Children do develop a resistance to germs in their own homes, but as I mentioned before, small babies have immature immune systems.
The main types of diseases which people can pick up from dogs are rabies, salmonella, campylobacter, giardia, cryptosporidium, roundworm and ringworm.
How can you prevent the spread of infectious disease from your pet?
Proper care of your pet may prevent the spread of infection or illness to household members. To prevent the spread of disease from your pet, take the following precautions:
Keep your pet's immunizations current.
See a veterinarian regularly with your pet for health checkups.
Keep your pet's bedding and living area clean.
Feed your pet a balanced diet and avoid having your pet eat raw foods or drink out of the toilet.
Clean cat litter boxes every day. Pregnant women should avoid touching cat litter, because it may contain infectious diseases that cause birth defects, including toxoplasmosis.
Wash your hands thoroughly after touching animals or cleaning up animal waste. Your children should do the same.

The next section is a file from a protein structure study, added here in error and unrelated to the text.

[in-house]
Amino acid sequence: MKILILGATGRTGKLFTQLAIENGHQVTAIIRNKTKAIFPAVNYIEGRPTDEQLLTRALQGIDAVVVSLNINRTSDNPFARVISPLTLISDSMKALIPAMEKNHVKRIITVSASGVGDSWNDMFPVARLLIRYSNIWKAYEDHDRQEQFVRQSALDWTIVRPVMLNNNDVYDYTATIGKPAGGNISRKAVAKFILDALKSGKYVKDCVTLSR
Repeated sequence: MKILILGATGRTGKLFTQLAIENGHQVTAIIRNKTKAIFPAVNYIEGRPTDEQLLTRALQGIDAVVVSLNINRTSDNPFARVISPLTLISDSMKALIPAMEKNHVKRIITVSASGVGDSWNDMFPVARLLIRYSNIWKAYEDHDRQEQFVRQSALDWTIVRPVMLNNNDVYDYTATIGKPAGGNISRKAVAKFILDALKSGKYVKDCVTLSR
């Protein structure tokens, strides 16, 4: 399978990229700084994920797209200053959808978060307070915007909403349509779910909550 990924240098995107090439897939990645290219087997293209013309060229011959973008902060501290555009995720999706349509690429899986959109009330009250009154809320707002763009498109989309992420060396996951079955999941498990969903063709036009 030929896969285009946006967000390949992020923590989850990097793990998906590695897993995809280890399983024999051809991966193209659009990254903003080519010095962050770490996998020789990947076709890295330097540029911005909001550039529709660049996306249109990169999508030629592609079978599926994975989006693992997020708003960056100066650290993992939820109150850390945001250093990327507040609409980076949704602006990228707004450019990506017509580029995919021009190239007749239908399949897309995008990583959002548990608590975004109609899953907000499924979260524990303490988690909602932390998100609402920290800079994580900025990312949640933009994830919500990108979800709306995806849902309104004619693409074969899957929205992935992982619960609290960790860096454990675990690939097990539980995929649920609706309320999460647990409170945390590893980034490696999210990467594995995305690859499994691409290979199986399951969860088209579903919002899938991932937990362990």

Washing hands is especially important after handling reptiles, because reptiles may harbour bacteria called salmonella. Salmonella can cause salmonellosis, characterized by up to a week of diarrhoea, fever, and abdominal cramps. Most people who contract salmonella will have symptoms that last from four to seven days and will recover without treatment.

Sunday, September 2, 2018


How can people be so soulless to kill animals for pleasure and see the light in their animal eyes forever gone?
We often: ‘Why does a loving God allow this or that tragedy?’   Perhaps the answer is very obvious.   People who play God create their own destinies.

Thursday, April 27, 2017

Saturday, March 4, 2017

Should dogs live inside or outside?

This is a reprint of a previously submitted article by Mr. Fassman the president of the Blaauwberg Animal Trust at the time.

Monday, June 1, 2009

Should dogs live inside or outside?

Should dogs live inside or outside? By: Blaauwberg Animal Trust
“I am looking for an outside dog!” This is a statement heard over and over again by adoption staff at Animal Welfare Organisations. Is this a new breed or a special breed or yet another misconception on dog’s behaviour by humans?